3.9 We stated in our earlier Report that citizens' initiatives raised important political questions about the evolving nature of representative parliamentary democracies which we thought could best be explored in a debate. Article 10 of the Treaty on European Union provides that "the functioning of the Union shall be founded on representative democracy", but the citizens' initiative gives EU citizens a direct and formal role in shaping the EU's legislative agenda. We note that the new recital one to the draft Regulation places the citizens' initiative on a par with the right traditionally enjoyed both by the Council and the European Parliament — the joint decision-makers for most EU legislation — to ask the Commission to submit a legislative proposal for consideration.

3.10 We also stated that, if there are to be citizens' initiatives, then the rules should be as few and simple as is consistent with the prevention of the abuse of the process. We welcome efforts to make the procedures more accessible by, for example, requiring the admissibility of a citizens' initiative to be determined at an early stage, before the collection of signatures. However, we think that ambiguities or difficulties remain in the following areas which we suggest are best addressed in the debate:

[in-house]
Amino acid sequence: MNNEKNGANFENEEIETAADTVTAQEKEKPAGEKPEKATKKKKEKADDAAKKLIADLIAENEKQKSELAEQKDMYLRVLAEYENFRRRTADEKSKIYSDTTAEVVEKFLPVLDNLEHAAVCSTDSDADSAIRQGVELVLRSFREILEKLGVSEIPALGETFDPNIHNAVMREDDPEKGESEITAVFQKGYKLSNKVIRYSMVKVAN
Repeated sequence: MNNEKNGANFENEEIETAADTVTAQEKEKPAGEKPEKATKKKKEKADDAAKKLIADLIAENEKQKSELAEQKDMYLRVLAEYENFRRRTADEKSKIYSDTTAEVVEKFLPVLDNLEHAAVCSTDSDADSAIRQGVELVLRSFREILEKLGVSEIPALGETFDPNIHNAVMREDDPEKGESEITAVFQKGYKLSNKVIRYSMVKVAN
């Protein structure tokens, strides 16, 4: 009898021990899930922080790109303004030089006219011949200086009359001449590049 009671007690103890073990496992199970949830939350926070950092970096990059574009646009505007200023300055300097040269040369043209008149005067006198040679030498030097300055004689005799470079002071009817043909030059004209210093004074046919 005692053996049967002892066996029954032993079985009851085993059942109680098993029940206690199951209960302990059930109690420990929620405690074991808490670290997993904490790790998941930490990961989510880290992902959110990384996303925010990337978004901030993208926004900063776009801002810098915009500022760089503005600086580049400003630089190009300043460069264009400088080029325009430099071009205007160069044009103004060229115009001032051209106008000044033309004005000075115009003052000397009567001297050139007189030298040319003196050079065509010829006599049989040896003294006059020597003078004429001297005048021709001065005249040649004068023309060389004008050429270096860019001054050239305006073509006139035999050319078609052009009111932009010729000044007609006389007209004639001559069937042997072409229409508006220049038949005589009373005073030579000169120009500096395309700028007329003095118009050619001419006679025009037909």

• The grounds for, and consequences of, refusing to register a proposed citizens' initiative

The Commission may refuse to register an initiative which is manifestly outside the powers conferred on it by the Treaties, or which is manifestly abusive, frivolous or vexatious or manifestly contrary to the values of the European Union, as set out in Article 2 TEU. This would seem to leave much to the judgment of the Commission. The amended proposal therefore includes an obligation to inform the organisers of a proposed citizens' initiative of the grounds for refusal and of all possible judicial and extrajudicial remedies available to them. It would be useful to clarify what these remedies might be.

  • Verification of statements of support